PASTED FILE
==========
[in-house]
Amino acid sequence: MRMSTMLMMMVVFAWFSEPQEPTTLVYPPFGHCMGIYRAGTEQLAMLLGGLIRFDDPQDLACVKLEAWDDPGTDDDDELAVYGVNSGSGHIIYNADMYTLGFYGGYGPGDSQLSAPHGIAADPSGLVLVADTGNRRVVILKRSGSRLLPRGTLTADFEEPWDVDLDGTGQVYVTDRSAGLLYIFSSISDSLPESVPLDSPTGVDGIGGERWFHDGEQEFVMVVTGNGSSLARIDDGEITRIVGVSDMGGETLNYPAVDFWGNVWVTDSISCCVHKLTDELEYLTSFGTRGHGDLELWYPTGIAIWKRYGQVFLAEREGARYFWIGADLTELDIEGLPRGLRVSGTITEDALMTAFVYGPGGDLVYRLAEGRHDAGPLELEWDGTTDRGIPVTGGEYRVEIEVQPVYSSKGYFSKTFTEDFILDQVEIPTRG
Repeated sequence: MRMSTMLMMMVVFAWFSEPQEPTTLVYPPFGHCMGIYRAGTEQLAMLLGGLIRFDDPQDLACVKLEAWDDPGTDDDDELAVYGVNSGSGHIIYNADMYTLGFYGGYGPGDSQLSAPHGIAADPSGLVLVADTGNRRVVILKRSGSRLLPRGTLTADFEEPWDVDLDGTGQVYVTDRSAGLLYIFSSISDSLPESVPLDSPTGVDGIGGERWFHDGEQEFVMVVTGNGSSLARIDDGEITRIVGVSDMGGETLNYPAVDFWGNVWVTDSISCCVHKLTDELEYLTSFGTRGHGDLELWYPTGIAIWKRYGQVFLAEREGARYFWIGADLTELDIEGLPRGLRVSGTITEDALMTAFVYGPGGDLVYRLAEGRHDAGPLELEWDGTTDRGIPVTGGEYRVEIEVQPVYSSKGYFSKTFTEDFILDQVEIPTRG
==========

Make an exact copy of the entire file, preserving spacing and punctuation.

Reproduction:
[in-house]
Amino acid sequence: MRMSTMLMMMVVFAWFSEPQEPTTLVYPPFGHCMGIYRAGTEQLAMLLGGLIRFDDPQDLACVKLEAWDDPGTDDDDELAVYGVNSGSGHIIYNADMYTLGFYGGYGPGDSQLSAPHGIAADPSGLVLVADTGNRRVVILKRSGSRLLPRGTLTADFEEPWDVDLDGTGQVYVTDRSAGLLYIFSSISDSLPESVPLDSPTGVDGIGGERWFHDGEQEFVMVVTGNGSSLARIDDGEITRIVGVSDMGGETLNYPAVDFWGNVWVTDSISCCVHKLTDELEYLTSFGTRGHGDLELWYPTGIAIWKRYGQVFLAEREGARYFWIGADLTELDIEGLPRGLRVSGTITEDALMTAFVYGPGGDLVYRLAEGRHDAGPLELEWDGTTDRGIPVTGGEYRVEIEVQPVYSSKGYFSKTFTEDFILDQVEIPTRG
Repeated sequence: MRMSTMLMMMVVFAWFSEPQEPTTLVYPPFGHCMGIYRAGTEQLAMLLGGLIRFDDPQDLACVKLEAWDDPGTDDDDELAVYGVNSGSGHIIYNADMYTLGFYGGYGPGDSQLSAPHGIAADPSGLVLVADTGNRRVVILKRSGSRLLPRGTLTADFEEPWDVDLDGTGQVYVTDRSAGLLYIFSSISDSLPESVPLDSPTGVDGIGGERWFHDGEQEFVMVVTGNGSSLARIDDGEITRIVGVSDMGGETLNYPAVDFWGNVWVTDSISCCVHKLTDELEYLTSFGTRGHGDLELWYPTGIAIWKRYGQVFLAEREGARYFWIGADLTELDIEGLPRGLRVSGTITEDALMTAFVYGPGGDLVYRLAEGRHDAGPLELEWDGTTDRGIPVTGGEYRVEIEVQPVYSSKGYFSKTFTEDFILDQVEIPTRG